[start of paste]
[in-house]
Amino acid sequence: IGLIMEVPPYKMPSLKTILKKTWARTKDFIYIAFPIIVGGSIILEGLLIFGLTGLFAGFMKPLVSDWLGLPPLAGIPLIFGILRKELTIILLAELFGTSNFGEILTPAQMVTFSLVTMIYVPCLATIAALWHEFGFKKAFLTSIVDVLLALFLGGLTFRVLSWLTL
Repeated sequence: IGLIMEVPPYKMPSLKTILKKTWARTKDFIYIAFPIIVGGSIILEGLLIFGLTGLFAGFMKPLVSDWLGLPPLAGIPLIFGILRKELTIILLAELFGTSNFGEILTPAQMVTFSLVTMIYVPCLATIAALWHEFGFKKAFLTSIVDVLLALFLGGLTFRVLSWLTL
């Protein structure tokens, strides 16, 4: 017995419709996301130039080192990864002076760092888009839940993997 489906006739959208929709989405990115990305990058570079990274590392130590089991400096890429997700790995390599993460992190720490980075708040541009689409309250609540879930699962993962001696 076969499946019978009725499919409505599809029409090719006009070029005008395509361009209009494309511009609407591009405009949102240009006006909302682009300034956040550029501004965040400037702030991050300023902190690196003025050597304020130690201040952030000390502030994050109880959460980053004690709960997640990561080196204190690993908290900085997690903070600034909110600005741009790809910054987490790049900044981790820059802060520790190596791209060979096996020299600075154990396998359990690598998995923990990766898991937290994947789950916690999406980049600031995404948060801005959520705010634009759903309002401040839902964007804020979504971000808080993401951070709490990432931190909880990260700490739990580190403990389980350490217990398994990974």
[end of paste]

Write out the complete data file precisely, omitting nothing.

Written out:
[in-house]
Amino acid sequence: IGLIMEVPPYKMPSLKTILKKTWARTKDFIYIAFPIIVGGSIILEGLLIFGLTGLFAGFMKPLVSDWLGLPPLAGIPLIFGILRKELTIILLAELFGTSNFGEILTPAQMVTFSLVTMIYVPCLATIAALWHEFGFKKAFLTSIVDVLLALFLGGLTFRVLSWLTL
Repeated sequence: IGLIMEVPPYKMPSLKTILKKTWARTKDFIYIAFPIIVGGSIILEGLLIFGLTGLFAGFMKPLVSDWLGLPPLAGIPLIFGILRKELTIILLAELFGTSNFGEILTPAQMVTFSLVTMIYVPCLATIAALWHEFGFKKAFLTSIVDVLLALFLGGLTFRVLSWLTL
């Protein structure tokens, strides 16, 4: 017995419709996301130039080192990864002076760092888009839940993997 489906006739959208929709989405990115990305990058570079990274590392130590089991400096890429997700790995390599993460992190720490980075708040541009689409309250609540879930699962993962001696 076969499946019978009725499919409505599809029409090719006009070029005008395509361009209009494309511009609407591009405009949102240009006006909302682009300034956040550029501004965040400037702030991050300023902190690196003025050597304020130690201040952030000390502030994050109880959460980053004690709960997640990561080196204190690993908290900085997690903070600034909110600005741009790809910054987490790049900044981790820059802060520790190596791209060979096996020299600075154990396998359990690598998995923990990766898991937290994947789950916690999406980049600031995404948060801005959520705010634009759903309002401040839902964007804020979504971000808080993401951070709490990432931190909880990260700490739990580190403990389980350490217990398994990974």